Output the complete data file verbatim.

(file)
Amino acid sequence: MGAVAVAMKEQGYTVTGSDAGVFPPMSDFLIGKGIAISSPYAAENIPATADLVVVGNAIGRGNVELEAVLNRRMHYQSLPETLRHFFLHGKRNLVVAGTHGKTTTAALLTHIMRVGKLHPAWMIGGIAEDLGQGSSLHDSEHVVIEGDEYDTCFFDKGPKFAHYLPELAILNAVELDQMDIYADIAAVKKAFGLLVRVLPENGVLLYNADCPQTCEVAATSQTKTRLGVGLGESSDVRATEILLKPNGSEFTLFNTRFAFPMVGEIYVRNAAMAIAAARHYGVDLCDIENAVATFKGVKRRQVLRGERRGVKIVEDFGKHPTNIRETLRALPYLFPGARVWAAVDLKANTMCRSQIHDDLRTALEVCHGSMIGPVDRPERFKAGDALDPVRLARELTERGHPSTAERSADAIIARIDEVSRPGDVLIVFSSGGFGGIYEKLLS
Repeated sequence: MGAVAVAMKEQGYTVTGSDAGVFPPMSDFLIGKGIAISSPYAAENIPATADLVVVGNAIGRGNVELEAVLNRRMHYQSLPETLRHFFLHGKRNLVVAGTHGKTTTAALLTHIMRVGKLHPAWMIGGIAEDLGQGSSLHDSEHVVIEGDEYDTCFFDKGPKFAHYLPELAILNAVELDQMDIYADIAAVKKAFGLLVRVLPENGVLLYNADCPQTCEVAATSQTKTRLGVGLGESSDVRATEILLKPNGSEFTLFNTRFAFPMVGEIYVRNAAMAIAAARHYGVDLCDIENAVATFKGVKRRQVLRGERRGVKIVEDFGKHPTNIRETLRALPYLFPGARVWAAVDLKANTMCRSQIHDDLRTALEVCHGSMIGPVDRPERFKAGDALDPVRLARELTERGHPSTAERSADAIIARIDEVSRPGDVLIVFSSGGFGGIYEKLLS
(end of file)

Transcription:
Amino acid sequence: MGAVAVAMKEQGYTVTGSDAGVFPPMSDFLIGKGIAISSPYAAENIPATADLVVVGNAIGRGNVELEAVLNRRMHYQSLPETLRHFFLHGKRNLVVAGTHGKTTTAALLTHIMRVGKLHPAWMIGGIAEDLGQGSSLHDSEHVVIEGDEYDTCFFDKGPKFAHYLPELAILNAVELDQMDIYADIAAVKKAFGLLVRVLPENGVLLYNADCPQTCEVAATSQTKTRLGVGLGESSDVRATEILLKPNGSEFTLFNTRFAFPMVGEIYVRNAAMAIAAARHYGVDLCDIENAVATFKGVKRRQVLRGERRGVKIVEDFGKHPTNIRETLRALPYLFPGARVWAAVDLKANTMCRSQIHDDLRTALEVCHGSMIGPVDRPERFKAGDALDPVRLARELTERGHPSTAERSADAIIARIDEVSRPGDVLIVFSSGGFGGIYEKLLS
Repeated sequence: MGAVAVAMKEQGYTVTGSDAGVFPPMSDFLIGKGIAISSPYAAENIPATADLVVVGNAIGRGNVELEAVLNRRMHYQSLPETLRHFFLHGKRNLVVAGTHGKTTTAALLTHIMRVGKLHPAWMIGGIAEDLGQGSSLHDSEHVVIEGDEYDTCFFDKGPKFAHYLPELAILNAVELDQMDIYADIAAVKKAFGLLVRVLPENGVLLYNADCPQTCEVAATSQTKTRLGVGLGESSDVRATEILLKPNGSEFTLFNTRFAFPMVGEIYVRNAAMAIAAARHYGVDLCDIENAVATFKGVKRRQVLRGERRGVKIVEDFGKHPTNIRETLRALPYLFPGARVWAAVDLKANTMCRSQIHDDLRTALEVCHGSMIGPVDRPERFKAGDALDPVRLARELTERGHPSTAERSADAIIARIDEVSRPGDVLIVFSSGGFGGIYEKLLS